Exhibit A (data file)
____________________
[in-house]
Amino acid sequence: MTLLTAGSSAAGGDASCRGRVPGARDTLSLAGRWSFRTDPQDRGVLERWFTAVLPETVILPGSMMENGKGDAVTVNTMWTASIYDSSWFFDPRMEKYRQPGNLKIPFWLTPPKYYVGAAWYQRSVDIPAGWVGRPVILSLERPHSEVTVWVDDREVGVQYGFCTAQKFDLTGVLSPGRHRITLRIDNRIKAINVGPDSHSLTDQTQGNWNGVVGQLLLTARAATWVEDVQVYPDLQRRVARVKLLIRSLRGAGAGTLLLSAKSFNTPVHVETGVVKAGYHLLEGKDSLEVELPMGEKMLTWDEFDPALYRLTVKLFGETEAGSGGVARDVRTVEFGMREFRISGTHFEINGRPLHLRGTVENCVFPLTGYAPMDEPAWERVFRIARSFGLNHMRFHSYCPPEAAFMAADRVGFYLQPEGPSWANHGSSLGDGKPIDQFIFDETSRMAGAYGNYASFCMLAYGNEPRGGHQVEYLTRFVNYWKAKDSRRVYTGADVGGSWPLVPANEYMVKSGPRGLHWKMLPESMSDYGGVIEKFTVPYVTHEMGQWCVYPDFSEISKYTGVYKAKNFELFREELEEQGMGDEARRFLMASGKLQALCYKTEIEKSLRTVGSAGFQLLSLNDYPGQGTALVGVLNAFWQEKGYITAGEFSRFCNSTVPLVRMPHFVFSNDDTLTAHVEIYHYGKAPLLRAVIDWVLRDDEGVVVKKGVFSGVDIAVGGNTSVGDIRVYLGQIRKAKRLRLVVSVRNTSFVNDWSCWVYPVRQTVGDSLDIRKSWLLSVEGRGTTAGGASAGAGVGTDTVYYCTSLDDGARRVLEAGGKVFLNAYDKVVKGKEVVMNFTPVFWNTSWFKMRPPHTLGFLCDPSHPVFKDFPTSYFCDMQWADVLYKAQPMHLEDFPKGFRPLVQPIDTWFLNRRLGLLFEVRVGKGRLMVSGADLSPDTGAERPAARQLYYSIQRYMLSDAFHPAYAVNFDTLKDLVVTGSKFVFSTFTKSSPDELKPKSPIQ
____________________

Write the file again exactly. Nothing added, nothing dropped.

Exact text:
[in-house]
Amino acid sequence: MTLLTAGSSAAGGDASCRGRVPGARDTLSLAGRWSFRTDPQDRGVLERWFTAVLPETVILPGSMMENGKGDAVTVNTMWTASIYDSSWFFDPRMEKYRQPGNLKIPFWLTPPKYYVGAAWYQRSVDIPAGWVGRPVILSLERPHSEVTVWVDDREVGVQYGFCTAQKFDLTGVLSPGRHRITLRIDNRIKAINVGPDSHSLTDQTQGNWNGVVGQLLLTARAATWVEDVQVYPDLQRRVARVKLLIRSLRGAGAGTLLLSAKSFNTPVHVETGVVKAGYHLLEGKDSLEVELPMGEKMLTWDEFDPALYRLTVKLFGETEAGSGGVARDVRTVEFGMREFRISGTHFEINGRPLHLRGTVENCVFPLTGYAPMDEPAWERVFRIARSFGLNHMRFHSYCPPEAAFMAADRVGFYLQPEGPSWANHGSSLGDGKPIDQFIFDETSRMAGAYGNYASFCMLAYGNEPRGGHQVEYLTRFVNYWKAKDSRRVYTGADVGGSWPLVPANEYMVKSGPRGLHWKMLPESMSDYGGVIEKFTVPYVTHEMGQWCVYPDFSEISKYTGVYKAKNFELFREELEEQGMGDEARRFLMASGKLQALCYKTEIEKSLRTVGSAGFQLLSLNDYPGQGTALVGVLNAFWQEKGYITAGEFSRFCNSTVPLVRMPHFVFSNDDTLTAHVEIYHYGKAPLLRAVIDWVLRDDEGVVVKKGVFSGVDIAVGGNTSVGDIRVYLGQIRKAKRLRLVVSVRNTSFVNDWSCWVYPVRQTVGDSLDIRKSWLLSVEGRGTTAGGASAGAGVGTDTVYYCTSLDDGARRVLEAGGKVFLNAYDKVVKGKEVVMNFTPVFWNTSWFKMRPPHTLGFLCDPSHPVFKDFPTSYFCDMQWADVLYKAQPMHLEDFPKGFRPLVQPIDTWFLNRRLGLLFEVRVGKGRLMVSGADLSPDTGAERPAARQLYYSIQRYMLSDAFHPAYAVNFDTLKDLVVTGSKFVFSTFTKSSPDELKPKSPIQ